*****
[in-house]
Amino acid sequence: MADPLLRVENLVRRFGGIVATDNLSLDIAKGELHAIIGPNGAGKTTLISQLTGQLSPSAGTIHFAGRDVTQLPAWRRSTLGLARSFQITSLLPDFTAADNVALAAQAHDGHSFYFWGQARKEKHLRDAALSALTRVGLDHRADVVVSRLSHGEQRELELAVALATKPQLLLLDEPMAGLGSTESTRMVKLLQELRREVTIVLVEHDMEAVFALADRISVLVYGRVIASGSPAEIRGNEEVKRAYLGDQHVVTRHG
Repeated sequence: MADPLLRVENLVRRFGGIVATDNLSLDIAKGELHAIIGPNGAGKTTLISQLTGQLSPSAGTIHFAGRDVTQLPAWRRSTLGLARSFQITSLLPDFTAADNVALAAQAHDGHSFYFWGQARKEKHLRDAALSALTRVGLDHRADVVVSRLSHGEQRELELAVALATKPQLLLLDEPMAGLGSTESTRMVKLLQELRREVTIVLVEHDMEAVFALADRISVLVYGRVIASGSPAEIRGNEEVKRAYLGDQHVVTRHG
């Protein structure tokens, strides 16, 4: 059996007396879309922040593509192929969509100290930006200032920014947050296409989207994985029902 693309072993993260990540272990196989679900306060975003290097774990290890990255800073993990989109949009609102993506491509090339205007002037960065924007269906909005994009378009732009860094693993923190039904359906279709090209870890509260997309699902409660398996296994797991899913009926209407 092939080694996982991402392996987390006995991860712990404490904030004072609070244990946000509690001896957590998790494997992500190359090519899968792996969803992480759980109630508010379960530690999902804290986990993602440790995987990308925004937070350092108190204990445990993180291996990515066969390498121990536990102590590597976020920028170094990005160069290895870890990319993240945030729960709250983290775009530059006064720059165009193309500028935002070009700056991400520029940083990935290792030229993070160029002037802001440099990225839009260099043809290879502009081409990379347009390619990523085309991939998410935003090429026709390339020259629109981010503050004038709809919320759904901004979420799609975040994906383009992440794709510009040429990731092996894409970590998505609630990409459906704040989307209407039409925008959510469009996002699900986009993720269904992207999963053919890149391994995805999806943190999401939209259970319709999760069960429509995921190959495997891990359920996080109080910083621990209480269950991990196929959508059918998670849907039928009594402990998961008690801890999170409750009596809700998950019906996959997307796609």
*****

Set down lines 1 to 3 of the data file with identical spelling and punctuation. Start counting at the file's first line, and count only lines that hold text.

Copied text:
[in-house]
Amino acid sequence: MADPLLRVENLVRRFGGIVATDNLSLDIAKGELHAIIGPNGAGKTTLISQLTGQLSPSAGTIHFAGRDVTQLPAWRRSTLGLARSFQITSLLPDFTAADNVALAAQAHDGHSFYFWGQARKEKHLRDAALSALTRVGLDHRADVVVSRLSHGEQRELELAVALATKPQLLLLDEPMAGLGSTESTRMVKLLQELRREVTIVLVEHDMEAVFALADRISVLVYGRVIASGSPAEIRGNEEVKRAYLGDQHVVTRHG
Repeated sequence: MADPLLRVENLVRRFGGIVATDNLSLDIAKGELHAIIGPNGAGKTTLISQLTGQLSPSAGTIHFAGRDVTQLPAWRRSTLGLARSFQITSLLPDFTAADNVALAAQAHDGHSFYFWGQARKEKHLRDAALSALTRVGLDHRADVVVSRLSHGEQRELELAVALATKPQLLLLDEPMAGLGSTESTRMVKLLQELRREVTIVLVEHDMEAVFALADRISVLVYGRVIASGSPAEIRGNEEVKRAYLGDQHVVTRHG